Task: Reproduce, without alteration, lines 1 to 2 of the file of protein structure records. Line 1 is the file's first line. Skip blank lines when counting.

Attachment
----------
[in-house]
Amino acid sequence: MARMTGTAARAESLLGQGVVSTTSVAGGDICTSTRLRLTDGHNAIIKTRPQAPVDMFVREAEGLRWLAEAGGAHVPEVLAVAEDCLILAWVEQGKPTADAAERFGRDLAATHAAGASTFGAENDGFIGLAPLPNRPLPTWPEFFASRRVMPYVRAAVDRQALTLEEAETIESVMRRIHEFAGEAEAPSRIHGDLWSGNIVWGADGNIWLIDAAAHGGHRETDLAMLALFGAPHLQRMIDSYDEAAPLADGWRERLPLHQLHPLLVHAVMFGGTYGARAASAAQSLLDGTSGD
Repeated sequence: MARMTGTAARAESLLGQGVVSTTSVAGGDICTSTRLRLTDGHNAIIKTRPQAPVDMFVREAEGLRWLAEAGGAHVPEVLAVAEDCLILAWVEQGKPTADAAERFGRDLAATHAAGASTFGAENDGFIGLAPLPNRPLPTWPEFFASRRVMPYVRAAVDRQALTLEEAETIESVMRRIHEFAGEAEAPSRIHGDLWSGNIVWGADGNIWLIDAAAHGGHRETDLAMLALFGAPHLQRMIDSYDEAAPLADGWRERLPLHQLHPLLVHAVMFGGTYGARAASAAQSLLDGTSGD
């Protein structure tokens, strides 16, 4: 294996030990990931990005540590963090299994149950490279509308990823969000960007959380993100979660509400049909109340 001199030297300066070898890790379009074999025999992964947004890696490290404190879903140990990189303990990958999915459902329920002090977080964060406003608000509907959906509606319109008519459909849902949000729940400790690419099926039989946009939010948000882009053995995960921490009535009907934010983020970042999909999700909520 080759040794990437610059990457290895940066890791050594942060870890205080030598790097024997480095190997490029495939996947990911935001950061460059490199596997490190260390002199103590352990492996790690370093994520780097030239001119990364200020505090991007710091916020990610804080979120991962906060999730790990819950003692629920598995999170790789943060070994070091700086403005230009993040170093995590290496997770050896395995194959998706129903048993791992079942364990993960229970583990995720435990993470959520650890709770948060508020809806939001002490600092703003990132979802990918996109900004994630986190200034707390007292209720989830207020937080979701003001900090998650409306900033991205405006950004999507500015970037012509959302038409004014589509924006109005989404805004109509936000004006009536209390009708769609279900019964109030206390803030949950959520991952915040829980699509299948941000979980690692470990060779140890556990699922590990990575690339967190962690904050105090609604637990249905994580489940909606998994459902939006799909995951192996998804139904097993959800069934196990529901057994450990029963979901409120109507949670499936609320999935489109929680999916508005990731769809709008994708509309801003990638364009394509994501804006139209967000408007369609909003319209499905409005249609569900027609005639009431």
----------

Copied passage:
[in-house]
Amino acid sequence: MARMTGTAARAESLLGQGVVSTTSVAGGDICTSTRLRLTDGHNAIIKTRPQAPVDMFVREAEGLRWLAEAGGAHVPEVLAVAEDCLILAWVEQGKPTADAAERFGRDLAATHAAGASTFGAENDGFIGLAPLPNRPLPTWPEFFASRRVMPYVRAAVDRQALTLEEAETIESVMRRIHEFAGEAEAPSRIHGDLWSGNIVWGADGNIWLIDAAAHGGHRETDLAMLALFGAPHLQRMIDSYDEAAPLADGWRERLPLHQLHPLLVHAVMFGGTYGARAASAAQSLLDGTSGD